How to Think About Your Local Development Environment
published Friday, August 31, 2012
I've found that a developer is much more likely to think about the production and staging environments they deploy to than to think about their local development environment, I know this was true for me. But I think there's something to be gained by examining how we set up locally. Here's what I've come up with as three guiding principles that I strive to keep in mind:
- Keep applications isolated so they don't interfere with each other
- Match production as much as possible
- If you're going to be working on the project with other people, document what it takes to get the app started
Keep Things Isolated and Consistent
Before projects like RVM and Bundler having multiple applications on different Ruby and Gem versions was a real pain, but now its pretty nice. I use RVM to pick and stick with a particular version of Ruby, then create a Gemset that keeps my app's gems separated from the system Gems or the Gems from another application. Then I have Bundler so that I can keep development and production consistent.
Match Production As Much As Possible
I've been bitten too many times by differences between my development and production environments to allow significant differences between the two environments. For example, if production is going to use Postgres, then I'm going to use Postgres locally. Similarly, I want to match Ruby versions and Gem versions so there aren't any surprises. Do your best to have what you run in production installed and in use on your development machine.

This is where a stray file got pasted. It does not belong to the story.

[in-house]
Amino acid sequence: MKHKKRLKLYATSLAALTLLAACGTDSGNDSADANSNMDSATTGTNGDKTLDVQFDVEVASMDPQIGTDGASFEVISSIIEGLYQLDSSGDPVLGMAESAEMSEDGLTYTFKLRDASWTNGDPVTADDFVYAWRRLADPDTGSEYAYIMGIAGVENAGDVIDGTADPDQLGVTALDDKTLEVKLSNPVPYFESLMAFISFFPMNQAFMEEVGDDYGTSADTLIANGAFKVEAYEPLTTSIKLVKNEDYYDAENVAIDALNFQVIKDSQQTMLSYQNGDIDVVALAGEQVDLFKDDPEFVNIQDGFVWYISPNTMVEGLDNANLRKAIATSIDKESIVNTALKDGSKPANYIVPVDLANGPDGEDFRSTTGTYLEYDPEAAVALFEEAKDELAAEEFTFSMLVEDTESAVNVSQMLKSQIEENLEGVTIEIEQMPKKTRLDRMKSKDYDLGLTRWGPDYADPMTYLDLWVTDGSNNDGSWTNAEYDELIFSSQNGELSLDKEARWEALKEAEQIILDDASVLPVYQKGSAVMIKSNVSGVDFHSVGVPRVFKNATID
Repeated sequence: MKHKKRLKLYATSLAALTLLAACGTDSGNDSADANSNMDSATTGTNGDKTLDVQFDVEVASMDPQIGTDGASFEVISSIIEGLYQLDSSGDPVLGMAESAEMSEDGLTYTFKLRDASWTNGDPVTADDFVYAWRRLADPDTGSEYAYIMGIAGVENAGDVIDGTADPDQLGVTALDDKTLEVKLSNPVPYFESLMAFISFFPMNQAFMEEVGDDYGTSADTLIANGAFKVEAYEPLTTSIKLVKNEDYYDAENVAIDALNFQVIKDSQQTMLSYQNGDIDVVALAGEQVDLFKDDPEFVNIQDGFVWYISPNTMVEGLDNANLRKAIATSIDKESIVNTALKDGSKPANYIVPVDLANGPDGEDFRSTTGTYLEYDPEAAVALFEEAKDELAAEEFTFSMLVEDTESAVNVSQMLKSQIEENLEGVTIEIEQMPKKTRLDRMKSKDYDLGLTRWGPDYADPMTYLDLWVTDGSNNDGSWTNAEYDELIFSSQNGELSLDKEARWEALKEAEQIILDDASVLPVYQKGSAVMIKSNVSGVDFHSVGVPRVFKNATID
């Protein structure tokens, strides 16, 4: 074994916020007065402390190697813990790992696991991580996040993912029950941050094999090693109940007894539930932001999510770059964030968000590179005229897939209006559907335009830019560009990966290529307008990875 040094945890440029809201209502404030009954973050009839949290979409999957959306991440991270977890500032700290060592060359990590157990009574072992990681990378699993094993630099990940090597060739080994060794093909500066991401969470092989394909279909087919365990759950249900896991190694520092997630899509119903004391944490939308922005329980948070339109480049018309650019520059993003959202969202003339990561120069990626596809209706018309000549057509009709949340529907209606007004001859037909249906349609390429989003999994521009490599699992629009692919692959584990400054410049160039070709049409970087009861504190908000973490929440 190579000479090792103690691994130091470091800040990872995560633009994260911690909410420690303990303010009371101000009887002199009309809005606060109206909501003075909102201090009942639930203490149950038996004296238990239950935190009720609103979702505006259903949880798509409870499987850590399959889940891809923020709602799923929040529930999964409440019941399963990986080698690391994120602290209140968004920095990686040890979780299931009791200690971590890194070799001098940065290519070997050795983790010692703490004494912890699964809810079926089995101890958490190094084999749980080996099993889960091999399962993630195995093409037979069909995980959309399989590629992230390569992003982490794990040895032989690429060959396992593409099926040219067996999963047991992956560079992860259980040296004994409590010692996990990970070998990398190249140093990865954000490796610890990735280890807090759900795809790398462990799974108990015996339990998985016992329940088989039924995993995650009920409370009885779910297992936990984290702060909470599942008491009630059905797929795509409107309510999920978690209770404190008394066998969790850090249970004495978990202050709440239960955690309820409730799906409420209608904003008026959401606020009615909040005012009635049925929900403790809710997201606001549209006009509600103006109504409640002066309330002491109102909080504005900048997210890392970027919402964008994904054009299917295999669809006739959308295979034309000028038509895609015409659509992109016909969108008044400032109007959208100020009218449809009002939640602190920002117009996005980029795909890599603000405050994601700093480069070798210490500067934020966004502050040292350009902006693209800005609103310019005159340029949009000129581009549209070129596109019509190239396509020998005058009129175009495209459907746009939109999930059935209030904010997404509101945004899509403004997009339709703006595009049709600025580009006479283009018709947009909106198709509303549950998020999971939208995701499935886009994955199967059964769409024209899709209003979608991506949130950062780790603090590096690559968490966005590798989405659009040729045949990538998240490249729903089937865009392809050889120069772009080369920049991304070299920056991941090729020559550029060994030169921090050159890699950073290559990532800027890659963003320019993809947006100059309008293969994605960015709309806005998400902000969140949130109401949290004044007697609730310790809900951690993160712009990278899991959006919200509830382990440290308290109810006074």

Document What It Takes to Get the App Started
When you new up a Rails app, you are given a README file with some boilerplate and many projects never even change this. I think this is a missed opportunity to communicate with future team members or even just your future self. What I want to achieve is a README so easy that a new team member (that might also be new to Rails) can follow along and get the app running without having to bother someone else.
I don't always do a great job of this, especially after I've been on a project for a few months, but its something to work towards. When new things come up in your project that would affect someone starting it up for the first time, try to remember them and add something to the README to help another developer that wouldn't know about it.
So, this is what I think about as I'm making an app--it keeps me organized locally, less surprised when I push to production and new team members happy to work on my projects.